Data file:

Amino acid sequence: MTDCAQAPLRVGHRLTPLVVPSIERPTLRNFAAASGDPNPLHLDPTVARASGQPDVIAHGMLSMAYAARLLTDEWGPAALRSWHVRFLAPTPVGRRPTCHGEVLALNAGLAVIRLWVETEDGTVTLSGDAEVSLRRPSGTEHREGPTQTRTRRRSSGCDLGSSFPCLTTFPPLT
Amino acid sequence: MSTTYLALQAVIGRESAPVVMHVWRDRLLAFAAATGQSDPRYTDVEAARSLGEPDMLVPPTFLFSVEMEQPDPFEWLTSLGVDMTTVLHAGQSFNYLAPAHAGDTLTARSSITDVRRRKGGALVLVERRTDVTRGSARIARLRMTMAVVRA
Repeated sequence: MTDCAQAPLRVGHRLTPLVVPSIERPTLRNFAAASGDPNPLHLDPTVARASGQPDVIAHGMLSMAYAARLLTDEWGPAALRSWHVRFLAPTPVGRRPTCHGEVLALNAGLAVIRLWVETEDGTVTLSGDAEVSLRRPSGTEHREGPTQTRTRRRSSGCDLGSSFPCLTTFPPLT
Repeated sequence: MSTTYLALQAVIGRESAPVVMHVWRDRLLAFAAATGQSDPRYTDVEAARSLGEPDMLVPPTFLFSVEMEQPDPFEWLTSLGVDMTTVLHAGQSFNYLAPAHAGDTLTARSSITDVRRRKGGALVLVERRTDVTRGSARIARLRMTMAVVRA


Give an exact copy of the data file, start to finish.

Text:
Amino acid sequence: MTDCAQAPLRVGHRLTPLVVPSIERPTLRNFAAASGDPNPLHLDPTVARASGQPDVIAHGMLSMAYAARLLTDEWGPAALRSWHVRFLAPTPVGRRPTCHGEVLALNAGLAVIRLWVETEDGTVTLSGDAEVSLRRPSGTEHREGPTQTRTRRRSSGCDLGSSFPCLTTFPPLT
Amino acid sequence: MSTTYLALQAVIGRESAPVVMHVWRDRLLAFAAATGQSDPRYTDVEAARSLGEPDMLVPPTFLFSVEMEQPDPFEWLTSLGVDMTTVLHAGQSFNYLAPAHAGDTLTARSSITDVRRRKGGALVLVERRTDVTRGSARIARLRMTMAVVRA
Repeated sequence: MTDCAQAPLRVGHRLTPLVVPSIERPTLRNFAAASGDPNPLHLDPTVARASGQPDVIAHGMLSMAYAARLLTDEWGPAALRSWHVRFLAPTPVGRRPTCHGEVLALNAGLAVIRLWVETEDGTVTLSGDAEVSLRRPSGTEHREGPTQTRTRRRSSGCDLGSSFPCLTTFPPLT
Repeated sequence: MSTTYLALQAVIGRESAPVVMHVWRDRLLAFAAATGQSDPRYTDVEAARSLGEPDMLVPPTFLFSVEMEQPDPFEWLTSLGVDMTTVLHAGQSFNYLAPAHAGDTLTARSSITDVRRRKGGALVLVERRTDVTRGSARIARLRMTMAVVRA